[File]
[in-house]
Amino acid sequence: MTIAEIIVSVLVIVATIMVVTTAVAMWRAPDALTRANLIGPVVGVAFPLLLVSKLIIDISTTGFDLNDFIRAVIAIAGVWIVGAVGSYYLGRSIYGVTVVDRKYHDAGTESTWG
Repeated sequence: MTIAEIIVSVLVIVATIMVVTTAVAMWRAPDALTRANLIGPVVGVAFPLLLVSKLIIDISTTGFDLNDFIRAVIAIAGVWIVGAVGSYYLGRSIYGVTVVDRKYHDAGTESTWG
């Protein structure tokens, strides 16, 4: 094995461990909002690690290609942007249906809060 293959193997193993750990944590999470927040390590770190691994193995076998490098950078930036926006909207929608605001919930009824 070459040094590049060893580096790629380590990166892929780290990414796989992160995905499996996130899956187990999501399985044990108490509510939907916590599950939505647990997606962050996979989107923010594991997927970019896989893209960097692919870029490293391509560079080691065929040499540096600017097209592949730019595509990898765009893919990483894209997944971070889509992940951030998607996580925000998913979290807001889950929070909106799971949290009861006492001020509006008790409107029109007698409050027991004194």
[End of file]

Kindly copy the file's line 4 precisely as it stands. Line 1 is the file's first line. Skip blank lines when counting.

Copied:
């Protein structure tokens, strides 16, 4: 094995461990909002690690290609942007249906809060 293959193997193993750990944590999470927040390590770190691994193995076998490098950078930036926006909207929608605001919930009824 070459040094590049060893580096790629380590990166892929780290990414796989992160995905499996996130899956187990999501399985044990108490509510939907916590599950939505647990997606962050996979989107923010594991997927970019896989893209960097692919870029490293391509560079080691065929040499540096600017097209592949730019595509990898765009893919990483894209997944971070889509992940951030998607996580925000998913979290807001889950929070909106799971949290009861006492001020509006008790409107029109007698409050027991004194």